From “Sunflower” in History of the World in 100 Plants by Simon Barnes:
“Sunflowers were cultivated in North America long before Columbus crossed the Atlantic. They were grown for food, but no doubt their dramatic appearance was part of the appeal. Certainly it was the look of the plant that prompted Europeans to take sunflowers back across the ocean. Once there sunflowers became a crop plant all over again, useful and humble. But now the plant is ineluctably associated with the cult of genius and the legend of the tormented artist.
“There are seventy species in the genus Helianthus, but it’s the cultivated species Helianthus annus that mostly concerns us here: the one with the flower-head that looks like the sun. It’s not technically a flower but an inflorescence. Each head comprises many individual flowers; each of the outer flowers, which most of us refer to as petals and a botanist calls ray heads, are in fact individual flowers. These outer flowers don’t do sex, being sterile: they are a come-hither signal to insect pollinators, which feed from the many tiny flowers arranged in cunning spirals on the central disc.”
“[Goldenrod] is as sturdy and as various as our population; there is delicate dwarf goldenrod, silver goldenrod, tall yellow goldenrod in a multitude of forms and shapes-spikes, plumes, and panicles of native gold….
“Descend into a bog and there, growing wild, is goldenrod; climb a mountain and there, between the crevices of boulders, is goldenrod; follow the shore of the sea and goldenrod gleams along the edge of the sands; drive along our highways from coast to coast in August and September and the fields and ditches are bright with goldenrod….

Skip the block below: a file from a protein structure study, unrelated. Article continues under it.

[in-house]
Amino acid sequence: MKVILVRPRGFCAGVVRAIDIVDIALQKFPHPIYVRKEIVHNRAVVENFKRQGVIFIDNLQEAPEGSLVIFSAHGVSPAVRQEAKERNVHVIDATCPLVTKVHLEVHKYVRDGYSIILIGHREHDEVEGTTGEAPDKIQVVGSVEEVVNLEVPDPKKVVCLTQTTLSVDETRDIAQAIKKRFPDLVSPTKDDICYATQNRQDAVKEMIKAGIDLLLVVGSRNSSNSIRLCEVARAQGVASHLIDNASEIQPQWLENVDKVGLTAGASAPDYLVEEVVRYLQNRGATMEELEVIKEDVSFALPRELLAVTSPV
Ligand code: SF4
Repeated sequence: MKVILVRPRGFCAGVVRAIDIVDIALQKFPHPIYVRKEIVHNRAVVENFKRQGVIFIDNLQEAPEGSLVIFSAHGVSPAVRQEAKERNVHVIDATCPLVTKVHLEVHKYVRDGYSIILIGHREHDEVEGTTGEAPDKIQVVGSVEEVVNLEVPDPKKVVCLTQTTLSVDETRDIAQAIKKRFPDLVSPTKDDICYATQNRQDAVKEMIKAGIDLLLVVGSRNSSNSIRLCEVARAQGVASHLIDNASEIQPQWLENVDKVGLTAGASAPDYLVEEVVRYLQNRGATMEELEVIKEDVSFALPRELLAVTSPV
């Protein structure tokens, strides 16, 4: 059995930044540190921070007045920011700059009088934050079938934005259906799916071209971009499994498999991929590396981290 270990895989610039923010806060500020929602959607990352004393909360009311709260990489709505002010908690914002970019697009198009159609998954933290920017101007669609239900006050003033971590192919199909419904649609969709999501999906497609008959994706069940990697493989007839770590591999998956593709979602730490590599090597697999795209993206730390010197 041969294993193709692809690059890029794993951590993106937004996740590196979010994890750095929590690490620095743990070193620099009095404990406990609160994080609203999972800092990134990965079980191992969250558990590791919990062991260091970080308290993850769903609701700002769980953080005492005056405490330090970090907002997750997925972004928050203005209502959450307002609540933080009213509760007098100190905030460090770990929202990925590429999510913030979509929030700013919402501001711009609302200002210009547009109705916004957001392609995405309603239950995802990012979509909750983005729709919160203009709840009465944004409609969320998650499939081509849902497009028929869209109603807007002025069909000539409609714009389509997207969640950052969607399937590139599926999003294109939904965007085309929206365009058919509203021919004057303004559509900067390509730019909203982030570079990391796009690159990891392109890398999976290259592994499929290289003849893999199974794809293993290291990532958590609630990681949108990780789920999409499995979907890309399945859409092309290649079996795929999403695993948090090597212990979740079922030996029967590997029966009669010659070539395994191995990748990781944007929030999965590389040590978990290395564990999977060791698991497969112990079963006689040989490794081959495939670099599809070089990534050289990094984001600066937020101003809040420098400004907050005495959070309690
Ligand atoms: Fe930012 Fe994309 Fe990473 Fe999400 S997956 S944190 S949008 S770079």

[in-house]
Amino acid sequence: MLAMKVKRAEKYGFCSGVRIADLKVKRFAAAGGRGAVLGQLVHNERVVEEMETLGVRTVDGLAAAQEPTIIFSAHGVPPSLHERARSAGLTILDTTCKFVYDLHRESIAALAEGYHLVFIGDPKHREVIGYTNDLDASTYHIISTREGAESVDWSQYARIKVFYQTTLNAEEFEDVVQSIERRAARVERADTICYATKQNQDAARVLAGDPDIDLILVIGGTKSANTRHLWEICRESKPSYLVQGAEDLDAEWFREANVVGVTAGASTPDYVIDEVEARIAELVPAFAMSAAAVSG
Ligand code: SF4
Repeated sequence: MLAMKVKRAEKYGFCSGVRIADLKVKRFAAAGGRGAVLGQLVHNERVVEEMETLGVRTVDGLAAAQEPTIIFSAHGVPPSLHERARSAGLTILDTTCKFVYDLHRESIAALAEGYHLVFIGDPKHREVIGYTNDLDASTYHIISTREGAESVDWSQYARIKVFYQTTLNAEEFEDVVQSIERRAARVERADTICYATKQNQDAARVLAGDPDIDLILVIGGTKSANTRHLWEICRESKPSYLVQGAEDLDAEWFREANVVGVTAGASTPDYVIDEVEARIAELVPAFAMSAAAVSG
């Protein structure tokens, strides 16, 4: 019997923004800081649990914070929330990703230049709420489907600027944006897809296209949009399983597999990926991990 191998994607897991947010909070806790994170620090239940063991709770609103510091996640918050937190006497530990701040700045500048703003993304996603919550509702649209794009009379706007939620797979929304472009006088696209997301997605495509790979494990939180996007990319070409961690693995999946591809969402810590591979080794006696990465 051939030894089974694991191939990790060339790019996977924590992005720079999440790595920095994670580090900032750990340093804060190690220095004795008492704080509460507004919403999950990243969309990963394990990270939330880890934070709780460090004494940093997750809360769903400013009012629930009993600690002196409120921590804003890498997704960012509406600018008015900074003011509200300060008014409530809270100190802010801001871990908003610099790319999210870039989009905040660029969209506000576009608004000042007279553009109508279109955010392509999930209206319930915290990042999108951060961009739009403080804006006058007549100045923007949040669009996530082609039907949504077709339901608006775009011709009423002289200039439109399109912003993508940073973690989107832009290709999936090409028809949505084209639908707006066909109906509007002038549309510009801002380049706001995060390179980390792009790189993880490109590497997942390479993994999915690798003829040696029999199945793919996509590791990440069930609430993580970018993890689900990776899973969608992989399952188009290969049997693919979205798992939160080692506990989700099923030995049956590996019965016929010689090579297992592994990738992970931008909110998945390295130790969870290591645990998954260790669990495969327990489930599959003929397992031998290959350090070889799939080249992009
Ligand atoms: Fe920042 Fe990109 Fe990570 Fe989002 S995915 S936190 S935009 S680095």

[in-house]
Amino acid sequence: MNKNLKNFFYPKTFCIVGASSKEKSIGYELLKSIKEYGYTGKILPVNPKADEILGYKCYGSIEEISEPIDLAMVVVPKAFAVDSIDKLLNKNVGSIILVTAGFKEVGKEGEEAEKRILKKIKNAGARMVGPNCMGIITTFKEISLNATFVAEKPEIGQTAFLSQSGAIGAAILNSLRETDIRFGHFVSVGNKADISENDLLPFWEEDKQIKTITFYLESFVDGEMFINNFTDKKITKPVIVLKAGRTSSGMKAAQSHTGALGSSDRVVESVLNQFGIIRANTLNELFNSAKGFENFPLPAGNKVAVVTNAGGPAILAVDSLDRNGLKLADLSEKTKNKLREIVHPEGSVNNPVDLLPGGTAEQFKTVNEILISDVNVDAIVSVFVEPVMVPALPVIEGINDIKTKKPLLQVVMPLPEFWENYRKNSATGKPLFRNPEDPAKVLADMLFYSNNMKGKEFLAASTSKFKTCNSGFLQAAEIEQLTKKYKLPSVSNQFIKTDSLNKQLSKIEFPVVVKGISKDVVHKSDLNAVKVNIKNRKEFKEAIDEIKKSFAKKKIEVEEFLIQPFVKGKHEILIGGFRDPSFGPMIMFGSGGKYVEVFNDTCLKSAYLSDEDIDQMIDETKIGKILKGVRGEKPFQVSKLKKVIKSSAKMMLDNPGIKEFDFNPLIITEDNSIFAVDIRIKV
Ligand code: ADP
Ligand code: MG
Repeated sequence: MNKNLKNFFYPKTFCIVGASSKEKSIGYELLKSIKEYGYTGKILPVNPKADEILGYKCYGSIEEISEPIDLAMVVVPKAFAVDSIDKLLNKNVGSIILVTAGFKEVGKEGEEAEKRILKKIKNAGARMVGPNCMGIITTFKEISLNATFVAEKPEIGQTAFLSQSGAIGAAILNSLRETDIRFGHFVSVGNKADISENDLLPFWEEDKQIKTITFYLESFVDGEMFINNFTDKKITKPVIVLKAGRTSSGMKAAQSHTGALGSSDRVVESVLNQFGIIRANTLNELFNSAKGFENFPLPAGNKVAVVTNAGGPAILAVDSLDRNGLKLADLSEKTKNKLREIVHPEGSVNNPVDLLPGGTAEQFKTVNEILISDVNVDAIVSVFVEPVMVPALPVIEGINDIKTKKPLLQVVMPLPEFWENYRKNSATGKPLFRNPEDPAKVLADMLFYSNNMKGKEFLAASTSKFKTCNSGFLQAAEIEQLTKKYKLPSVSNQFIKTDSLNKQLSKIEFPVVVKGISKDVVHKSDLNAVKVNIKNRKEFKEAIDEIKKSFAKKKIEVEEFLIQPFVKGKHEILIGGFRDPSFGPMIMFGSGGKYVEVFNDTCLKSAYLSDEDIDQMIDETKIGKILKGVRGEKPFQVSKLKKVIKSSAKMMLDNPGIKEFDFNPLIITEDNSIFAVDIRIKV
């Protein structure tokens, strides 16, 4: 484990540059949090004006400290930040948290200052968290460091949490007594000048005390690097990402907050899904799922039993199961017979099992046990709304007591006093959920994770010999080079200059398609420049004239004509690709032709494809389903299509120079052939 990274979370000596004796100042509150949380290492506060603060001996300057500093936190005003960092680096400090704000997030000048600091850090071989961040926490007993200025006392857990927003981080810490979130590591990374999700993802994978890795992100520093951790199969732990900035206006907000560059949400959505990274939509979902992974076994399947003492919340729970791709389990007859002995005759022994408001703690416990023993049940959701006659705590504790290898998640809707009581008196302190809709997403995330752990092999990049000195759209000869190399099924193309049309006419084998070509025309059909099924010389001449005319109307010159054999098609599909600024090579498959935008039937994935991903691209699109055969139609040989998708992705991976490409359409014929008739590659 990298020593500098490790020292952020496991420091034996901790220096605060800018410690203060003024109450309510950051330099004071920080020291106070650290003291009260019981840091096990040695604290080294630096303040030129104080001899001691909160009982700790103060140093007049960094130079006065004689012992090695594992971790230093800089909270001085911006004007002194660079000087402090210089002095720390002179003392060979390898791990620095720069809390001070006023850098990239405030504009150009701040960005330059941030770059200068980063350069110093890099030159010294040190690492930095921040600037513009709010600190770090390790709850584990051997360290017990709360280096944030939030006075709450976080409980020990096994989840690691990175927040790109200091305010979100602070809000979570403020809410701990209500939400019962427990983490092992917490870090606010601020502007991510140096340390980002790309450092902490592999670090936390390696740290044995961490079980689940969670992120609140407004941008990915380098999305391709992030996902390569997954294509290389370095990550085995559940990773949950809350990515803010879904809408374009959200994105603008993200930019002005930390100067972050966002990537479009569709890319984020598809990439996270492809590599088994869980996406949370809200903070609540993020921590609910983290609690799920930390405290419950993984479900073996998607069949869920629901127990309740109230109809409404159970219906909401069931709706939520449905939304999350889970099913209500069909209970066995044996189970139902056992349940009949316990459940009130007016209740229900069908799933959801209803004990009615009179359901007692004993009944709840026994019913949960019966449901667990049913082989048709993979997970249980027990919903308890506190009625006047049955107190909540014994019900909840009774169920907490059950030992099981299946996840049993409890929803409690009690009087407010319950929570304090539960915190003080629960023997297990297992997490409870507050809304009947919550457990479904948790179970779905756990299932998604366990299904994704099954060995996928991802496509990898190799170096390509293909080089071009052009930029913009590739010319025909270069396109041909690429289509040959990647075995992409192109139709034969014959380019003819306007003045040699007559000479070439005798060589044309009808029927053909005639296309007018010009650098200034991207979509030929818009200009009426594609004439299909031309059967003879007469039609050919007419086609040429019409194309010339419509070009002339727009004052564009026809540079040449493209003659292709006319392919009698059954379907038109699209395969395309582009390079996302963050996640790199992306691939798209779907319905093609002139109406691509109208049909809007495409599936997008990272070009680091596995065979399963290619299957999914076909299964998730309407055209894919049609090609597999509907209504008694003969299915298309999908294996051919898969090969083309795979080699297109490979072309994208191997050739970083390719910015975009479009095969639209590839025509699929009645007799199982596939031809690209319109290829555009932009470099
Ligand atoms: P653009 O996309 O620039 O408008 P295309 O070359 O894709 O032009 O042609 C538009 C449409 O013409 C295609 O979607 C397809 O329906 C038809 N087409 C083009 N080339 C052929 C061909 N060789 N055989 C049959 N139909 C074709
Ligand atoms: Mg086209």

“The very ubiquity of the flower has given it a bad name as an irritant to hay-fever victims, but I’ve recently read that it is the ragweed and flowering grasses growing alongside goldenrod that are the villains during the late-summer hay-fever season. The goldenrod also has the great advantage… of owing nothing to man, of enriching no seed company, or companies, and of being as wild as our national bird, the eagle.”
“I see the sunflower’s broad disk now in gardens… a true sun among flowers, monarch of August. Do not the flowers of August and September generally resemble suns and stars? — sunflowers and asters and the single flowers of the goldenrod. I once saw one as big as a milk-pan, in which a mouse had its nest.”
This is the second of two posts with photos of sunflowers and goldenrod; the first post is Sunflowers and Goldenrod (1 of 2). For the photos in this post, I zoomed in on individual sunflowers or sprays of goldenrod — except for the three photos of a sunflower trio from behind (which are actually my favorites of this series).
As some interesting botanical info-bits:
Both the goldenrod plant and the sunflower plant are members of the Aster family Asteraceae. Sunflowers are in the Helianthus genus; goldenrod is mostly in the genus Solidago, but there are goldenrod varieties in other genuses also.
PlantNet identifies these sunflowers most consistently as Beach Sunflower or Plains Sunflower — sunflowers whose blooms are smaller than their more famous relative, the giant sunflower Helianthus annuus.
I first thought the photos were of either Black-eyed Susans or Brown-eyed Susans (see Black-Eyed and Brown-Eyed Susans (1 of 2); and Black-Eyed and Brown-Eyed Susans (2 of 2)). But while the flowers are similar in appearance (and the blooms about the size of Susan blooms), the form of the unopened buds, tall stems, and distinctly-shaped leaves give these away as sunflowers. And, unlike Susans, these tend to appear not in groups or clumps but — as you can see — as a single stem, or two or three stems.
Thanks for reading and taking a look!